From a young age it is ingrained in us that the Police are the good guys. They’re the protectors of cities, small communities and even college campuses.
Sure, people play a lot of Grand Theft Auto these days and like to toss around those familiar negative nicknames, but at the end of the day it’s a comfort to know they’re around when your safety is threatened.
So, when a 13-year-old boy is shot and killed in his own neighborhood by a police officer, of course it’s going to lead to an outcry from the community.
For those who aren’t aware of what took place in Santa Rosa just a few weeks ago, 13-year-old Andy Lopez was spotted walking down the street with what looked to be an AK-47 rifle.
Two Sonoma County deputies got to the scene and reportedly ordered Lopez to put down his “weapon.” Instead of immediately complying, he turned to face the deputies while reportedly raising the barrel of his gun. He had multiple rounds fired at him and was dead at the scene. It was afterward that the deputies discovered his gun was actually a toy pellet gun.
I have to admit that when I first heard the story, I was floored. I was angry because the only thing I really allowed myself to register was that an innocent 13-year-old boy died. I thought about his family.
I thought back to Trayvon Martin and the idea of racial profiling immediately. After doing some more research and becoming familiar enough with what reportedly happened, I decided it wasn’t the case, but could you blame me for that knee-jerk reaction? I’m sure I wasn’t alone.
I have never had any negative inclinations toward police officers, but for some reason after this event I found myself more than willing to put all the blame on them. After all, the media was feeding into it as well with their scrutiny and portrayal of the event. I felt it was completely justified, but then I realized that if I felt so strongly about something than I should at least be educated on the factors that played into it.
The first thing I learned was that the policy for when officers use force is not “shoot to kill.” Police are trained to neutralize a threat. They’re trained to shoot at the center mass to deliver as much trauma as possible to stop the threat, and unfortunately that means that it often does result in death. What I took away most from this was that police do not shoot to kill, they shoot to live.
The deputy that killed Lopez claimed that he did feel threatened. He thought he was about to have a very dangerous weapon pointed right at him and had a split-second to decide that he needed to act in defense, not only for him but also for the community.
A witness had also stated that even though they later found out Lopez was only 13 years old, it wasn’t something one couldn’t initially tell.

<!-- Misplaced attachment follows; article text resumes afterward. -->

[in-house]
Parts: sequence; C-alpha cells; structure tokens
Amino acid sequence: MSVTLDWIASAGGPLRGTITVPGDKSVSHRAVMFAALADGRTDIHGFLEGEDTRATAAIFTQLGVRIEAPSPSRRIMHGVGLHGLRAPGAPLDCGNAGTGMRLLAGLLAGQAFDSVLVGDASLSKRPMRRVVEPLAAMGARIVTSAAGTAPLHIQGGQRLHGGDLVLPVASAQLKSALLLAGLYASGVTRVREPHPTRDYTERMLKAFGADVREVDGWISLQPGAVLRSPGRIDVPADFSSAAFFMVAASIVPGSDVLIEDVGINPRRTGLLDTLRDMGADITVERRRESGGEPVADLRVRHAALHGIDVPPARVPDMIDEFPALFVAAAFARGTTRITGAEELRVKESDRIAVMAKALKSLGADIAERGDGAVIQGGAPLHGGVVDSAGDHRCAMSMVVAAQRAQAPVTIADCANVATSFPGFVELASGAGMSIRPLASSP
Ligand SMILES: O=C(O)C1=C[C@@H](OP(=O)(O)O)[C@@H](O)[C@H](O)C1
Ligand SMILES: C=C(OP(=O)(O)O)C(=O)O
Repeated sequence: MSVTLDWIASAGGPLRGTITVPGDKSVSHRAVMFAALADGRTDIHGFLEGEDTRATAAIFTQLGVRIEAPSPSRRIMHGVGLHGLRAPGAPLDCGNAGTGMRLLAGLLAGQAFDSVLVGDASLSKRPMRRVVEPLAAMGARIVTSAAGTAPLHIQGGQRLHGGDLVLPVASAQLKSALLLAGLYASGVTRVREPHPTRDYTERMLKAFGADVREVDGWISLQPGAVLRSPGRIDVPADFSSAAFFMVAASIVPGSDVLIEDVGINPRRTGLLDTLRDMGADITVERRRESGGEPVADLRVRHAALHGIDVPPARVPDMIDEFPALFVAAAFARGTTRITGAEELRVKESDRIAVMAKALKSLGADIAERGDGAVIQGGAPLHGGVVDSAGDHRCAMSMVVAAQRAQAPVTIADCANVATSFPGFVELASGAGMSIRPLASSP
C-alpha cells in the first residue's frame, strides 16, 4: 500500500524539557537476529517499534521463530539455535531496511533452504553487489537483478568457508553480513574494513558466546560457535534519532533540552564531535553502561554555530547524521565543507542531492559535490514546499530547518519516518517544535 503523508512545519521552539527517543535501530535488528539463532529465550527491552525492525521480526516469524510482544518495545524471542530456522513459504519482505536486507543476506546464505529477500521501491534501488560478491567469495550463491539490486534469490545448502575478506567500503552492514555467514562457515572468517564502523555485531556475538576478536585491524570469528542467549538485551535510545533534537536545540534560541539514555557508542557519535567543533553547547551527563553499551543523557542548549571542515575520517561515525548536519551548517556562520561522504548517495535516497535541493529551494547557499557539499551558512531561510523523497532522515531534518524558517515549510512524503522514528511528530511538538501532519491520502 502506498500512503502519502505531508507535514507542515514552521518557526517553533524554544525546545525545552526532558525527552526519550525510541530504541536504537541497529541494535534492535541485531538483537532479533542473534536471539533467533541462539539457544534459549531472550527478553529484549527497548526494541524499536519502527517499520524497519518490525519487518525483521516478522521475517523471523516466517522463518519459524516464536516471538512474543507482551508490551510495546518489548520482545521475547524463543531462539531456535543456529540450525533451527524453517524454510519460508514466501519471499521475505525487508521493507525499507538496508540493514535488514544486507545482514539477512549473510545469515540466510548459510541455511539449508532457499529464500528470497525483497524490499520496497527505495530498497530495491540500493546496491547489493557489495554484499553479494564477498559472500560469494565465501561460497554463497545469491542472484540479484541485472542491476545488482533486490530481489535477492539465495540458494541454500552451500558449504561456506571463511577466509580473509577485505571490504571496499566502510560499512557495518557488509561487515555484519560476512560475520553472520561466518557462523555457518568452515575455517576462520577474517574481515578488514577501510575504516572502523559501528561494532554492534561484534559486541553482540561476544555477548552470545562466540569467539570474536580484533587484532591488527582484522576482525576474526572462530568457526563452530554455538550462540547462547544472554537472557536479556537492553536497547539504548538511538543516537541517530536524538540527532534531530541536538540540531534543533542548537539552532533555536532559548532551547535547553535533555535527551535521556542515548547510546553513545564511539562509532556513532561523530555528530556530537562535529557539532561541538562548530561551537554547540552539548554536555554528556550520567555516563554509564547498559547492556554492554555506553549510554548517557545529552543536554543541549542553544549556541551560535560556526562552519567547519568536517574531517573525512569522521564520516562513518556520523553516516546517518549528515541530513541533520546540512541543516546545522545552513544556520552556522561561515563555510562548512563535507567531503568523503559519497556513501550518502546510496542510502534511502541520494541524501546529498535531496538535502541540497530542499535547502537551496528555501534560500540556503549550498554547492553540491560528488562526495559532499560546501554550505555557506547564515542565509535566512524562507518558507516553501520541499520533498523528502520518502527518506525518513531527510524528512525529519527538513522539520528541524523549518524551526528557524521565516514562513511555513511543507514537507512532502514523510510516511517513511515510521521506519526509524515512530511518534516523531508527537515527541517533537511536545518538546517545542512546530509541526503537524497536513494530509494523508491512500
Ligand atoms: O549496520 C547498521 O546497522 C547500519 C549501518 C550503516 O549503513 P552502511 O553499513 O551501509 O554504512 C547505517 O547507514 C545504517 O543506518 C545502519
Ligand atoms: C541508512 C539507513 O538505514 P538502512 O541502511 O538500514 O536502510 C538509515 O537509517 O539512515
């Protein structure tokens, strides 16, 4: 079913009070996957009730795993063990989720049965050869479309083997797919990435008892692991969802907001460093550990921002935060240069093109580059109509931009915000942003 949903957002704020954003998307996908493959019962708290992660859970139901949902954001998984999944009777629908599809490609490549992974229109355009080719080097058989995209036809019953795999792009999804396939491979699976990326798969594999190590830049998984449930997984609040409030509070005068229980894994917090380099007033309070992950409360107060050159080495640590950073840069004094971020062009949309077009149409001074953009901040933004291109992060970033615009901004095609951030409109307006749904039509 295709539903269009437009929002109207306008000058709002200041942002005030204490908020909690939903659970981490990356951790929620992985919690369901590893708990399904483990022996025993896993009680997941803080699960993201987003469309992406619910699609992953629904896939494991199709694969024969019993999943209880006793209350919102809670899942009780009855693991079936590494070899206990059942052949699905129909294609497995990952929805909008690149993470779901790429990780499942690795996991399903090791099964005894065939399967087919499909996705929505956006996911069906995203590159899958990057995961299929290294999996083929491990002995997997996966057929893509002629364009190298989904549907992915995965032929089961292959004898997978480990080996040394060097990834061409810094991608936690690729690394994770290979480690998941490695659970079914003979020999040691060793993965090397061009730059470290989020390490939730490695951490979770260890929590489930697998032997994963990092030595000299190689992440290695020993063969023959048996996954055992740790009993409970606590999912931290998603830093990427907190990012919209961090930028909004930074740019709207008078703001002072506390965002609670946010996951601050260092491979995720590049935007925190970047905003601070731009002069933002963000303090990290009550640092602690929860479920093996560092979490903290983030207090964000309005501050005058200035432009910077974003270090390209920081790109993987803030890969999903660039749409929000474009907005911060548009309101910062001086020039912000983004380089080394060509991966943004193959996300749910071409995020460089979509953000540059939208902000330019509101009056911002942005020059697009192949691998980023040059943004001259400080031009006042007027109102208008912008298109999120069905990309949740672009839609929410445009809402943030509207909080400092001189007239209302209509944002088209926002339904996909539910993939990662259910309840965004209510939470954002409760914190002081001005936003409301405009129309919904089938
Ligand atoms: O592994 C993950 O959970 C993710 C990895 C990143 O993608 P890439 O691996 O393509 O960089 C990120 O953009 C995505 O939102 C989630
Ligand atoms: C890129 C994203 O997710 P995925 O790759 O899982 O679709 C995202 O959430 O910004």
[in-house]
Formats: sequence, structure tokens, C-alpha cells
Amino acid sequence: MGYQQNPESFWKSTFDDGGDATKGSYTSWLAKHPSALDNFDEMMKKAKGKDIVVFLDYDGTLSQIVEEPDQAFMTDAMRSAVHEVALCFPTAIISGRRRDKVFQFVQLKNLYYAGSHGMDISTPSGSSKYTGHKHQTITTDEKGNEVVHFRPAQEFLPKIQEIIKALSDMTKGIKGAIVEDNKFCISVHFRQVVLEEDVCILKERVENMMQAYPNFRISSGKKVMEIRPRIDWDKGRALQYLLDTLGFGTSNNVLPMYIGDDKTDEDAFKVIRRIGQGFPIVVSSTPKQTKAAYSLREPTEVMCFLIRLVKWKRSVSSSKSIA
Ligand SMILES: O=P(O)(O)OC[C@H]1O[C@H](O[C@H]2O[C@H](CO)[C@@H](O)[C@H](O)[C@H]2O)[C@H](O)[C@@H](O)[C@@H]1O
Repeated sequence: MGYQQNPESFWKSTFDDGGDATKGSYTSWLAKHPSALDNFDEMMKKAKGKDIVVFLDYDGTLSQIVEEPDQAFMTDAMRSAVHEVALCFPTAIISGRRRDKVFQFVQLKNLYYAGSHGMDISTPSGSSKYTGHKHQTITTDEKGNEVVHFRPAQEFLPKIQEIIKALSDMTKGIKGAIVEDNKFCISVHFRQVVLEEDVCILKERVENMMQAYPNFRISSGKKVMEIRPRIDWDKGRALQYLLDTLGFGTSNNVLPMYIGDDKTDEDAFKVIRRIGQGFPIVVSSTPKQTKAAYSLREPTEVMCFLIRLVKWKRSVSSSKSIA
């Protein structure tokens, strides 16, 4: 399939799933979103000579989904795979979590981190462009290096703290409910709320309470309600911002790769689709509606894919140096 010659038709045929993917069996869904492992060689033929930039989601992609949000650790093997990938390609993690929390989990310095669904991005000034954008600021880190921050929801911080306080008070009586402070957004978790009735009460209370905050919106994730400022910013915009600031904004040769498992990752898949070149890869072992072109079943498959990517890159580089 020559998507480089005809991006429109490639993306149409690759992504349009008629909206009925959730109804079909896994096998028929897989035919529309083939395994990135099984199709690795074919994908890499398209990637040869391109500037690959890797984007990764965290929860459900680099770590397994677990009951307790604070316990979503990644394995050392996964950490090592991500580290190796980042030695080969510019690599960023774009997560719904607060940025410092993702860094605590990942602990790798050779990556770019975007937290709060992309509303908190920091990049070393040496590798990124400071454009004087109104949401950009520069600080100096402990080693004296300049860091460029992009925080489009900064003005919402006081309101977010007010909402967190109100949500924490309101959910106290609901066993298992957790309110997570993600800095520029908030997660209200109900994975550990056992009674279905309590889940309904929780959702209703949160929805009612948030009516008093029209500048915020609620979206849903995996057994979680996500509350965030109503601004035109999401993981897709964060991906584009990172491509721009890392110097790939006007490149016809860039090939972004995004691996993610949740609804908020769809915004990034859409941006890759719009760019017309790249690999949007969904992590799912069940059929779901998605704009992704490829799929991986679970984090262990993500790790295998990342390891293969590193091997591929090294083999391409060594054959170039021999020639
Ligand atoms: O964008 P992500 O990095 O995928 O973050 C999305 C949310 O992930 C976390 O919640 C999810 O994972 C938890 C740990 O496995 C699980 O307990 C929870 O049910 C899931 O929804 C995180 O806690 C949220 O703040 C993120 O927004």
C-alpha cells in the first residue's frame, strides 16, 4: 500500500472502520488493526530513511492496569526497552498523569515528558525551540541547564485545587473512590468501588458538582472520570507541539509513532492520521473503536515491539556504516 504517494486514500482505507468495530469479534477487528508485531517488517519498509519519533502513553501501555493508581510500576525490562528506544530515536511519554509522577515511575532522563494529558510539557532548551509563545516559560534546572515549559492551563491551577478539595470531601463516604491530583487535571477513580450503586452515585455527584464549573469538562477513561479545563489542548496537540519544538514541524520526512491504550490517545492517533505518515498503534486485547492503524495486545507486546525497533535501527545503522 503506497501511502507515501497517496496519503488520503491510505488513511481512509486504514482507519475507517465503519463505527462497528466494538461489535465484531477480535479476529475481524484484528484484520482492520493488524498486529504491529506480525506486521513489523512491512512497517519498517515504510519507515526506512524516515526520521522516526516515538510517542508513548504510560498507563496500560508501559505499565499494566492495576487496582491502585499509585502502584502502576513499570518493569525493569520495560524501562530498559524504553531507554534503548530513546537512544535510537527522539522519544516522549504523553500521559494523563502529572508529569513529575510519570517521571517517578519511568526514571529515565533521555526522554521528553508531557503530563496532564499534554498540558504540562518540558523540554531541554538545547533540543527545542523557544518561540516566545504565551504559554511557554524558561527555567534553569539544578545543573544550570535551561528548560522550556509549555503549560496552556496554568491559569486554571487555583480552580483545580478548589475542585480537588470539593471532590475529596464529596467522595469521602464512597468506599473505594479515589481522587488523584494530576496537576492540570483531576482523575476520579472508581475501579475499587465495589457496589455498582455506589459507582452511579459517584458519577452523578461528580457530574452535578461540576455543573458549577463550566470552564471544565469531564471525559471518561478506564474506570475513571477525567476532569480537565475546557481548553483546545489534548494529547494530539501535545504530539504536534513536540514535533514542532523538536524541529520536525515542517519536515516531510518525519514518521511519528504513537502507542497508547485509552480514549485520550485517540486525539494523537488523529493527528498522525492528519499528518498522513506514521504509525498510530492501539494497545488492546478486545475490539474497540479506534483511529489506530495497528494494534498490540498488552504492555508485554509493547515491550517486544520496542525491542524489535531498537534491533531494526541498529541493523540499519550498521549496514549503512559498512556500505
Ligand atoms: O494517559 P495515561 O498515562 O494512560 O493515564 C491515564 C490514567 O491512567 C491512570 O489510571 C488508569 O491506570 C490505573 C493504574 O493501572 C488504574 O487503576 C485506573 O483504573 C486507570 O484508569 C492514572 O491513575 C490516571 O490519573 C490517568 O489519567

Yes, these are all important factors to consider, but that doesn’t negate the fact that an innocent boy is dead. Lopez’s parents obviously feel the same way because they are filing a law suit under the Fourth Amendment, stating that the deputy shot without provocation or cause.
The Fourth Amendment states that all acts of force from the police need to pass a three-part test:
First, the seriousness of the actual offense needs to be analyzed to determine if use of force was justified.
Second, the suspect must be proven to have posed a threat to the officer or others.
Lastly, it must be determined whether or not the suspect was actively resisting or evading arrest.
Because Lopez was guilty only of being a very careless teenage boy in that moment, I truly believe that this isn’t something the officer should be able to just get up and walk away from. That said, I don’t think we should necessarily crucify him either. I can only imagine what it’s like to have what would appear to be an assault rifle aimed at me, and I can honestly say that I don’t know what I would have done in that situation. Maybe I would have jumped the gun out of fear and duty as well.
I will say this: I genuinely believe that the death of Andy Lopez was a tragic mistake. However, mistakes are meant to be learned from. This kid is not the first person to die by a police officer’s misjudgment and realistically he won’t be the last. But it should not be a sad fact of life that people will sometimes accidentally die at the hands of police officers.
There needs to be some sort of change because we should not have this type of resentment against the honorable men and women who do protect our community. We shouldn’t fear them, but there are many people who do. Tragic events like this one don’t help either.
I’m not saying that I know exactly where the change should start, but I do think that as an institution they need to ask themselves where self-defense ends and the idea of “shoot now, ask questions later” begins.